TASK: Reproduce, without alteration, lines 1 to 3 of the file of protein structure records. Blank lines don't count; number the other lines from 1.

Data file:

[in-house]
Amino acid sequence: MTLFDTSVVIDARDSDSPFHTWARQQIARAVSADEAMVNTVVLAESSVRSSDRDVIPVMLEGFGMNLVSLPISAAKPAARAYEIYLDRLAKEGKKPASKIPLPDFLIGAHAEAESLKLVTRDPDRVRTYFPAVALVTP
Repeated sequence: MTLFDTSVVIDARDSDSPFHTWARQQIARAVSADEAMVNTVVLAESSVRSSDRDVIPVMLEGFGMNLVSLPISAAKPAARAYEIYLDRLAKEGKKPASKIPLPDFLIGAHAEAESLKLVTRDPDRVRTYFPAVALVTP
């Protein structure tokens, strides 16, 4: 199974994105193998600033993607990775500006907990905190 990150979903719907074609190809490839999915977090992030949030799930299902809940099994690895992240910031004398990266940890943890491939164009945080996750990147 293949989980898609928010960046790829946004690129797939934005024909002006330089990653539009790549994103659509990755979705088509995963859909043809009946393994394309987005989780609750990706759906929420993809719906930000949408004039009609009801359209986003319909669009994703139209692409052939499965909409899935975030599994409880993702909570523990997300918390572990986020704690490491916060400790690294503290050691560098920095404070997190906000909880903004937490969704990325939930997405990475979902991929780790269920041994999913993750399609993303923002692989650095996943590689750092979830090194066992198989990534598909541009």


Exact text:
[in-house]
Amino acid sequence: MTLFDTSVVIDARDSDSPFHTWARQQIARAVSADEAMVNTVVLAESSVRSSDRDVIPVMLEGFGMNLVSLPISAAKPAARAYEIYLDRLAKEGKKPASKIPLPDFLIGAHAEAESLKLVTRDPDRVRTYFPAVALVTP
Repeated sequence: MTLFDTSVVIDARDSDSPFHTWARQQIARAVSADEAMVNTVVLAESSVRSSDRDVIPVMLEGFGMNLVSLPISAAKPAARAYEIYLDRLAKEGKKPASKIPLPDFLIGAHAEAESLKLVTRDPDRVRTYFPAVALVTP